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20 hours ago, Gardian said:

. I can quite imagine that a person travelling alone (implied, but I'd stand corrected on that) would find it more convenient and possibly cheaper to fly rather than to take a ferry

As a person who regularly travels alone I find it more convenient to take the ferry. I also find it more enjoyable. Although I can see how it would be different for different people.

With regards to cost I am prepared to pay a little more to travel with bf than some of the other companies around. I do find a crossing with bf better than other companies I have travelled with

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Just to complicate matters...

For a solo traveller, en route to or from Caen (or maybe other BF ports) another low-cost option would be car sharing, via BlablaCar. (https://www.blablacar.fr/). Click on "proposer un trajet" and find drivers offering trips to your destination for just a few euros.

But for a comfortable trip, train wins every time (assuming the cheminots are not on strike). Not least because the stations are normally in the city centre  – the main long-distance termini in Paris  such as Nord, Lyon, Est and Montparnasse are in or minutes from the centre, compared with the trek out to CDG or Orly. (Not to mention Paris Beauvais, which a friend of mine calls the "fake airport". It makes Stansted and Southend seem positively suburban – depart Paris Maillot 3hrs before check in for a 65min bus ride, or pay €120-plus for a cab if you miss it.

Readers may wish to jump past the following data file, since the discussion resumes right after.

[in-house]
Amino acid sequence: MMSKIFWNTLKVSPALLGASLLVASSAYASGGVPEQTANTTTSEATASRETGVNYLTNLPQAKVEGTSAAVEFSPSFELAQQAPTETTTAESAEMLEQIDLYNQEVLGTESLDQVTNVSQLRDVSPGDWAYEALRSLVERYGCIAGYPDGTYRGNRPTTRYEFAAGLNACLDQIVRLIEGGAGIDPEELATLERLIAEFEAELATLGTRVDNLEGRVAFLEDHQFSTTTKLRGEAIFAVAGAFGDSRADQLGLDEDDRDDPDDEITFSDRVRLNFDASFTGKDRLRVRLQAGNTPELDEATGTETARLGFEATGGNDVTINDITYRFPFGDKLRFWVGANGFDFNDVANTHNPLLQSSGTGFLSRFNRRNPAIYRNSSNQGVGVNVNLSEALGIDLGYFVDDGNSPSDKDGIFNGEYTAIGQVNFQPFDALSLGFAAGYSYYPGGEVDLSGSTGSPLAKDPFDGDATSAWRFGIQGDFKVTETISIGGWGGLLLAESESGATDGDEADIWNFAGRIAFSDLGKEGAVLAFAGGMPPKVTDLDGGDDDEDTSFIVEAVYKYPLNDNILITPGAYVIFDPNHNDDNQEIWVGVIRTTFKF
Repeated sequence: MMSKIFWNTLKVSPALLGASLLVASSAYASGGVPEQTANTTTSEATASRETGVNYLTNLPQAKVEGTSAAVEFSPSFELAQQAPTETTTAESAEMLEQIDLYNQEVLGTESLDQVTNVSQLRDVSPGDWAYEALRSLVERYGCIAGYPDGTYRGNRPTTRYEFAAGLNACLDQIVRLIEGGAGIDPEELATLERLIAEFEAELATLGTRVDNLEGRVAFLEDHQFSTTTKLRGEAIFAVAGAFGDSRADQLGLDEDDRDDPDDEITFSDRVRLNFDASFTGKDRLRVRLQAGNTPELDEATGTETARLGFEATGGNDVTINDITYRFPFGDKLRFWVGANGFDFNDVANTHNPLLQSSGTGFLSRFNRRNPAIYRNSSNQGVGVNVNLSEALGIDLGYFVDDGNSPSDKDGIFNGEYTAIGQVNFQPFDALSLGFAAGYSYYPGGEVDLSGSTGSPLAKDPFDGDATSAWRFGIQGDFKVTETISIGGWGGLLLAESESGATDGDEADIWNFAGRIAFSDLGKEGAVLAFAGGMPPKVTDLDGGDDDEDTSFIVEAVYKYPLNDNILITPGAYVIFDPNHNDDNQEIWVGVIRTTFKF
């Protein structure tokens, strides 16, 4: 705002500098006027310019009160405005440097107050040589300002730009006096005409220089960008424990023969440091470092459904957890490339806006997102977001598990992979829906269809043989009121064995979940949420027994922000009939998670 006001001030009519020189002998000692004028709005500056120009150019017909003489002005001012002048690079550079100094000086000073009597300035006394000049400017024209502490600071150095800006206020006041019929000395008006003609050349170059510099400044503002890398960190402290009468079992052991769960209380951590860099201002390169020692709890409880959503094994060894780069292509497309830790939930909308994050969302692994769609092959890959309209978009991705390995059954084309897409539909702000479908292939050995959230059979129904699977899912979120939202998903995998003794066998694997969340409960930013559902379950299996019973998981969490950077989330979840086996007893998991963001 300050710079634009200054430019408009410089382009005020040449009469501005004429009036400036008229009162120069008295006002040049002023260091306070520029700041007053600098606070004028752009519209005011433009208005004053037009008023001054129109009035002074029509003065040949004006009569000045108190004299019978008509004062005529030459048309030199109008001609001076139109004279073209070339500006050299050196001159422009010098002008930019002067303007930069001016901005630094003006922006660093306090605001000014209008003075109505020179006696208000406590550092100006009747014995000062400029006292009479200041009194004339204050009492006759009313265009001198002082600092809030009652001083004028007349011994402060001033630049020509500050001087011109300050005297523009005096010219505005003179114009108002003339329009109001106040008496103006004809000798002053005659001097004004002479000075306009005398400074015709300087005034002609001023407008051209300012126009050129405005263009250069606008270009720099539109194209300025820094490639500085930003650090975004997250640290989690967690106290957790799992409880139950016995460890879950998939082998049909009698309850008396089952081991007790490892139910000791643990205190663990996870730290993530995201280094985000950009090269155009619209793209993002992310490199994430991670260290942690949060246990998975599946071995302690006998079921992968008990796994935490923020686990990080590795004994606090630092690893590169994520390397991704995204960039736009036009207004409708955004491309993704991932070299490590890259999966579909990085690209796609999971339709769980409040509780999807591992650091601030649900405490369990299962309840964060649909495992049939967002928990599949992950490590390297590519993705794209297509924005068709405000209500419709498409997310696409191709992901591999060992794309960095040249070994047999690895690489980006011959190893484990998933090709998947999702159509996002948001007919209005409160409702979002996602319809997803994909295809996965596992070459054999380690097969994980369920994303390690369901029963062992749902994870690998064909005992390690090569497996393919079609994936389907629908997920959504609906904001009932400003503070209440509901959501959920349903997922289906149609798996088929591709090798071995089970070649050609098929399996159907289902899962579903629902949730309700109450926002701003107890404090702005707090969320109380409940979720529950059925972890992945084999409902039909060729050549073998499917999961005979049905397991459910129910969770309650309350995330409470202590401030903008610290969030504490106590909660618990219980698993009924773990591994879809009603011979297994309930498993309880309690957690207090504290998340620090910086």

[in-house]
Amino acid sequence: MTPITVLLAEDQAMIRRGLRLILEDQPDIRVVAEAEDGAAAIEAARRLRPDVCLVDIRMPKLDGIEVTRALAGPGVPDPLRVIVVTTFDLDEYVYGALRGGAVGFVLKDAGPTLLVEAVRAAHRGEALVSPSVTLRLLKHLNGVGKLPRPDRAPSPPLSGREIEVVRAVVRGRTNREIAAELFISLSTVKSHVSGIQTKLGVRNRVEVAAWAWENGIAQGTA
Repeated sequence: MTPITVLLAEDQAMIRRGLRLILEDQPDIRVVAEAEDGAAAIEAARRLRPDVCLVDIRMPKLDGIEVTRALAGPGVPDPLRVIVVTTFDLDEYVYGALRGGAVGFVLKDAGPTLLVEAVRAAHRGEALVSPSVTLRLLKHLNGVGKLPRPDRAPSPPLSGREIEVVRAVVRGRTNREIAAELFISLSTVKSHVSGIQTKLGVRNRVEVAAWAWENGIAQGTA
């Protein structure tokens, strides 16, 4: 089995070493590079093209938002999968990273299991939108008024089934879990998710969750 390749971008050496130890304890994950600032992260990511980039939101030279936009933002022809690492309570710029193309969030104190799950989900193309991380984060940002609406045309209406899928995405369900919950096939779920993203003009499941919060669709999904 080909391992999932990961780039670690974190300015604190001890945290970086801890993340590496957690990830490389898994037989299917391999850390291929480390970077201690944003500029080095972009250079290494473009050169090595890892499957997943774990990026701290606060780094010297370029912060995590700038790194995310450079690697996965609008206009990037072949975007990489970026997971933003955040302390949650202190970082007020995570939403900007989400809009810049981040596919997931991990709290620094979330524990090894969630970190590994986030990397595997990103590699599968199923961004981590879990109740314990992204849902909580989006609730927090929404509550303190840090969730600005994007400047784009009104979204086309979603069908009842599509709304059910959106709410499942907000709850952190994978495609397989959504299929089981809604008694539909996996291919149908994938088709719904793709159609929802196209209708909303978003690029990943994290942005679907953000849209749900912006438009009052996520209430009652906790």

And of course "check in" at the gare is minutes, even if security want to check your bags.

I know there are some people who don't like sailing, but for us the only downside of the Portsmouth-Ouistreham trip is that it doesn't take longer. 

 

 

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I agree, I love the vessels. They have an air of quality about them and they're pretty stylish. Some of the vessels have started to show their age a bit, but they're due for pastures new. Normandie and her orange carpets is one that sticks into my mind. Still a lovely well cared for ship, but could use a spruce-up, keen to see what will change when she starts on the Ecomonmie brand and route. BF vessels always feel younger than their age suggests.